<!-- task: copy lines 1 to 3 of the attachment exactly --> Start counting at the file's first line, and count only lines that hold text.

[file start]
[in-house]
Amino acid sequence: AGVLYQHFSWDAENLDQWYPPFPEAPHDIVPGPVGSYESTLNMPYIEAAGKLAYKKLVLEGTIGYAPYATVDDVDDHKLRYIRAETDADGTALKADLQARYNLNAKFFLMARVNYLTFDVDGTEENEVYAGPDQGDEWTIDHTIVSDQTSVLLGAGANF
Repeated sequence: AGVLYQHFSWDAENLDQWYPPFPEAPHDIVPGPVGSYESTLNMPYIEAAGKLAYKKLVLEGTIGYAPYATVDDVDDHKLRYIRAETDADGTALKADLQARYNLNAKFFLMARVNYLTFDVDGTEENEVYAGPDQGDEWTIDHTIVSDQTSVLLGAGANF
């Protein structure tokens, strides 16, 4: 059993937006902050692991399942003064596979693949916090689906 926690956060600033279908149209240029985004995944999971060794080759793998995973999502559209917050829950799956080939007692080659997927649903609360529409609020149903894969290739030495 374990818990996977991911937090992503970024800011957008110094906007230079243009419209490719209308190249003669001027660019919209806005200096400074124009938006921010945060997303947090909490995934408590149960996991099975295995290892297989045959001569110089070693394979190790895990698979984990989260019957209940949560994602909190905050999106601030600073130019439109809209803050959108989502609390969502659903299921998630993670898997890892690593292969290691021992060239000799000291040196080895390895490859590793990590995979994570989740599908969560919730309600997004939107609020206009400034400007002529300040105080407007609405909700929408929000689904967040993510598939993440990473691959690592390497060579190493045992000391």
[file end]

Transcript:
[in-house]
Amino acid sequence: AGVLYQHFSWDAENLDQWYPPFPEAPHDIVPGPVGSYESTLNMPYIEAAGKLAYKKLVLEGTIGYAPYATVDDVDDHKLRYIRAETDADGTALKADLQARYNLNAKFFLMARVNYLTFDVDGTEENEVYAGPDQGDEWTIDHTIVSDQTSVLLGAGANF
Repeated sequence: AGVLYQHFSWDAENLDQWYPPFPEAPHDIVPGPVGSYESTLNMPYIEAAGKLAYKKLVLEGTIGYAPYATVDDVDDHKLRYIRAETDADGTALKADLQARYNLNAKFFLMARVNYLTFDVDGTEENEVYAGPDQGDEWTIDHTIVSDQTSVLLGAGANF